The protagonist is still contemplating Clifton's death and is unprepared to let the youth members who looked up to Clifton know that he is dead. He arrives at his office and looks at the Sambo doll that he has taken from the scene. He looks upon the doll with hatred and feels great regret over not doing more to save Clifton. In order to make some amends for this, he resolves to give Clifton a public funeral and to spread the message of how he died. He does this in order to avenge him, present him as a cautionary tale and restore his integrity. He publishes the story of Clifton's death in the newspaper. A large number of people come out to the funeral and the protagonist delivers a rousing speech; however, he is disappointed with himself because he didn't make the speech political enough. After the burial, he is unsettled and feels that something more needed to be done.
The chapter opens with a meeting of the Brotherhood. They are displeased with the protagonist's actions and his handling of Tod Clifton's death. They feel Clifton was a traitor and that he didn't deserve a funeral of such magnitude. The protagonist disagrees and expresses that Clifton's selling of the dolls doesn't justify his murder. There are heated exchanges between him and Brother Tobitt and during this Jack informs the protagonist that he was not hired to think but to talk. The protagonist begins to realize why the people of Harlem feel betrayed by the Brotherhood. He lashes out at Jack and Jack in turn lunges at him, causing his glass eye to fall out of its socket. The protagonist realizes that Jack neither literally nor figuratively sees him because of his impaired vision. In spite of the heated exchange, Jack consoles the protagonist in his realization that he is not an autonomous person but an agent of the Brotherhood and tells him that he still has much to learn. The protagonist feels hopeless at this point but doesn't know any alternative. He feels that part of him has died with Tod Clifton.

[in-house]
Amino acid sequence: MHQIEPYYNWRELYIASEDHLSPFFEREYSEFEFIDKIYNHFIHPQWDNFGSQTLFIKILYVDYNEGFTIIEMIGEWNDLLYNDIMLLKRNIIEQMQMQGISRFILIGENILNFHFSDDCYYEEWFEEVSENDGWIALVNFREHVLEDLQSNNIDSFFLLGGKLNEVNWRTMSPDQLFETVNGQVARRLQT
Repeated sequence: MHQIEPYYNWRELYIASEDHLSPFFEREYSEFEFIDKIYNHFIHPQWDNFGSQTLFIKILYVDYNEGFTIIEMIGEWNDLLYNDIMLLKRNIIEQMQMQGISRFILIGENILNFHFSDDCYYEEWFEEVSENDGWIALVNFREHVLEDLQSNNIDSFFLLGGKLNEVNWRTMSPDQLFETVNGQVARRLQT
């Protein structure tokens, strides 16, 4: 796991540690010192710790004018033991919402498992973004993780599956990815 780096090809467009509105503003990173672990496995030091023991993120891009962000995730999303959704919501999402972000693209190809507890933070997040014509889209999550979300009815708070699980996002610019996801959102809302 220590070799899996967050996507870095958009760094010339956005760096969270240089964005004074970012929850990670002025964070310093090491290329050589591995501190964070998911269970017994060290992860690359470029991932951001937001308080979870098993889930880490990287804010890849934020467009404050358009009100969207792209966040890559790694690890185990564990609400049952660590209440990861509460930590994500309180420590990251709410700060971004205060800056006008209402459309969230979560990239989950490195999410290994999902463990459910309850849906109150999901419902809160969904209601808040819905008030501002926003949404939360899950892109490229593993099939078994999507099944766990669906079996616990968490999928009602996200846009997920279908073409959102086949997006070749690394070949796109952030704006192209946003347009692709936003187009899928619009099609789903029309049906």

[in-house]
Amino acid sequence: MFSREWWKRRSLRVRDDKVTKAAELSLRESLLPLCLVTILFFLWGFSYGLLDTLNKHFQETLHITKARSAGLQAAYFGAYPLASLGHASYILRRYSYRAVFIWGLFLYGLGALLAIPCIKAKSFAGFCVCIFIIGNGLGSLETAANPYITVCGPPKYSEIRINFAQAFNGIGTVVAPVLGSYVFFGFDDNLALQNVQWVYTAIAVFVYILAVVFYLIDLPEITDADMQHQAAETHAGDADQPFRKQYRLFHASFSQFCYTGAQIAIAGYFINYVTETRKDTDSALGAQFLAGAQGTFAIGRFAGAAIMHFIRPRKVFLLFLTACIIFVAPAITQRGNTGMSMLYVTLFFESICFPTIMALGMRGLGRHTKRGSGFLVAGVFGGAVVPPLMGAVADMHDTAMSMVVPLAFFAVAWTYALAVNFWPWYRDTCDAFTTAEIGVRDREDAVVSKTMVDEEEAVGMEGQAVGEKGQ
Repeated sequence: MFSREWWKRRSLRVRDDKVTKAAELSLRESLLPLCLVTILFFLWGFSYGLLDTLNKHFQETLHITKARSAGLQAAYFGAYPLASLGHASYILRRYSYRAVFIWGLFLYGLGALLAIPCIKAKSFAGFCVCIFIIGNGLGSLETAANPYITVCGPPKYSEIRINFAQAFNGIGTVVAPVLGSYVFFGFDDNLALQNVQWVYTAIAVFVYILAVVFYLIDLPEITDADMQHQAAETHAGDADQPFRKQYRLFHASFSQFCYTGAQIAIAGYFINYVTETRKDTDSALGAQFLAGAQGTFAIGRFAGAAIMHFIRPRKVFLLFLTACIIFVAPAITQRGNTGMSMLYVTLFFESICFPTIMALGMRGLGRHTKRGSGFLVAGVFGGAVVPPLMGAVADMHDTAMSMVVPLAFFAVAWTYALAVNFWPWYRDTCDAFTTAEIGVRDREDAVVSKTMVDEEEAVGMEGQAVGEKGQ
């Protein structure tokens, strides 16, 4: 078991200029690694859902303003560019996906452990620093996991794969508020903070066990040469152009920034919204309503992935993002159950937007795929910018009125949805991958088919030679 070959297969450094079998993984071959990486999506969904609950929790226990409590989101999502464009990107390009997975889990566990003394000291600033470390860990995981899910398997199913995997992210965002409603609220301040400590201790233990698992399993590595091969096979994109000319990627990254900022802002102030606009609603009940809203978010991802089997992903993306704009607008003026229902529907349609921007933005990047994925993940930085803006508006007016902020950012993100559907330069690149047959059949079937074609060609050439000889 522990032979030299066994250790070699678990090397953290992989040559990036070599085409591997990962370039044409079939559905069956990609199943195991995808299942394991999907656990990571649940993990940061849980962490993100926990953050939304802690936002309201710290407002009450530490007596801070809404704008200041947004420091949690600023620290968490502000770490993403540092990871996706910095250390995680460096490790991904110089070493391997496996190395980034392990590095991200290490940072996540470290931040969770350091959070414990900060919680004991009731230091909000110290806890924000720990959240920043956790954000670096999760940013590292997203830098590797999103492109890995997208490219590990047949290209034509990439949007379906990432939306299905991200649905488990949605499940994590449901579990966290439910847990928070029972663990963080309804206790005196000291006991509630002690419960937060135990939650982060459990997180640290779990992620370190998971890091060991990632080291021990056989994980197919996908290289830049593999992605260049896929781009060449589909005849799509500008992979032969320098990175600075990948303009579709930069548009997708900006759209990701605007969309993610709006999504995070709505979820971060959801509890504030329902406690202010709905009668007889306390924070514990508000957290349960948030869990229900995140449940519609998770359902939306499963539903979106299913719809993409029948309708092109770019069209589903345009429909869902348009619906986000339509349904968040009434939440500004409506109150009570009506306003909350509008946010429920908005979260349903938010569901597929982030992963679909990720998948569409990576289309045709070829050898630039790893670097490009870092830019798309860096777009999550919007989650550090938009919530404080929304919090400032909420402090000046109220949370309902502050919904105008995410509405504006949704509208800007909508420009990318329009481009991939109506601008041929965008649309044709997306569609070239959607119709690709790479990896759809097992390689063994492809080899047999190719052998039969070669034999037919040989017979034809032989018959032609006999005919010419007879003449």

The protagonist returns to Harlem and people are still up in arms about Tod Clifton's death. On the street, Ras the Exhorter challenges him and asks him what the Brotherhood will be doing about the killing. The protagonist defends the Brotherhood and Ras and his men begin to physically threaten him. In order to protect himself, the protagonist purchases a pair of dark sunglasses and a hat for purposes of disguising himself. This disguise works well. It also causes him to be mistaken for a man named Rinehart who has multiple identities ranging from "numbers runner" (someone who collects wagers on certain numbers and distributes the payoffs when the winning numbers are announced), lover, and minister. It opens the protagonist to the possibilities of determining one's identity and the extent to which one can be invisible to others.
The protagonist goes to Hambro's in order to receive guidance on the situation he is facing, and to his disappointment, Hambro lectures him on sacrifice. The protagonist disagrees with him and feels that to not fight the injustice of Clifton's death would be betrayal. After the conversation with Hambro, the protagonist is disappointed with the Brotherhood and decides upon revenge. He plans to act in the spirit of his grandfather and agree with the Brotherhood until he destroys the organization. He plots to find a woman in the organization that he can use to receive information that is being withheld from him.
In these sections, the protagonist experiences somewhat of a redemption. In planning Tod Clifton's funeral and working to make sure he does not die unknown or that the causes for his death are not known, he feels rejuvenated, and the people of Harlem begin to support him again.
However, he is alienated by the Brotherhood and chided for his lack of discipline. This section signals the final break with the Brotherhood and his decision to take his grandfather's advice and agree with the men of the Brotherhood to their death and destruction.